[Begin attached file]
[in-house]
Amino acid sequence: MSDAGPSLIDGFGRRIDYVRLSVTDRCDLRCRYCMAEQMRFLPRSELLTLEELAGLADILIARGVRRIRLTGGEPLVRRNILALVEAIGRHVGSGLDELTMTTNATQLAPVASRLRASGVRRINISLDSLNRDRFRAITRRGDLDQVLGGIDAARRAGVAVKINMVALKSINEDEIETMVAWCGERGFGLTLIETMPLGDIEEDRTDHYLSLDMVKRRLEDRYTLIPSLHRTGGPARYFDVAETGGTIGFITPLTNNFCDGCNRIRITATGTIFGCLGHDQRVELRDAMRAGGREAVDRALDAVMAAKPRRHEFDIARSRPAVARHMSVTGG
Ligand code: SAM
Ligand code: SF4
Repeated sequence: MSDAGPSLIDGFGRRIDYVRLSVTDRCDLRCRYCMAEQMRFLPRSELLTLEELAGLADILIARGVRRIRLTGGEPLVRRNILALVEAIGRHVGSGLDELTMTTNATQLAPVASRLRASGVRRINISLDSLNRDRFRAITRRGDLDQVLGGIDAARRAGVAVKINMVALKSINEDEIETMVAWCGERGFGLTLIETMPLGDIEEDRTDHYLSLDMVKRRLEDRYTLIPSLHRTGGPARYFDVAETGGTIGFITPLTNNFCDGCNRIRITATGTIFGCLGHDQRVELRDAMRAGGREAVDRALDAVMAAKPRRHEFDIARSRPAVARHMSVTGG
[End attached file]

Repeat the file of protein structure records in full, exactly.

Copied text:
[in-house]
Amino acid sequence: MSDAGPSLIDGFGRRIDYVRLSVTDRCDLRCRYCMAEQMRFLPRSELLTLEELAGLADILIARGVRRIRLTGGEPLVRRNILALVEAIGRHVGSGLDELTMTTNATQLAPVASRLRASGVRRINISLDSLNRDRFRAITRRGDLDQVLGGIDAARRAGVAVKINMVALKSINEDEIETMVAWCGERGFGLTLIETMPLGDIEEDRTDHYLSLDMVKRRLEDRYTLIPSLHRTGGPARYFDVAETGGTIGFITPLTNNFCDGCNRIRITATGTIFGCLGHDQRVELRDAMRAGGREAVDRALDAVMAAKPRRHEFDIARSRPAVARHMSVTGG
Ligand code: SAM
Ligand code: SF4
Repeated sequence: MSDAGPSLIDGFGRRIDYVRLSVTDRCDLRCRYCMAEQMRFLPRSELLTLEELAGLADILIARGVRRIRLTGGEPLVRRNILALVEAIGRHVGSGLDELTMTTNATQLAPVASRLRASGVRRINISLDSLNRDRFRAITRRGDLDQVLGGIDAARRAGVAVKINMVALKSINEDEIETMVAWCGERGFGLTLIETMPLGDIEEDRTDHYLSLDMVKRRLEDRYTLIPSLHRTGGPARYFDVAETGGTIGFITPLTNNFCDGCNRIRITATGTIFGCLGHDQRVELRDAMRAGGREAVDRALDAVMAAKPRRHEFDIARSRPAVARHMSVTGG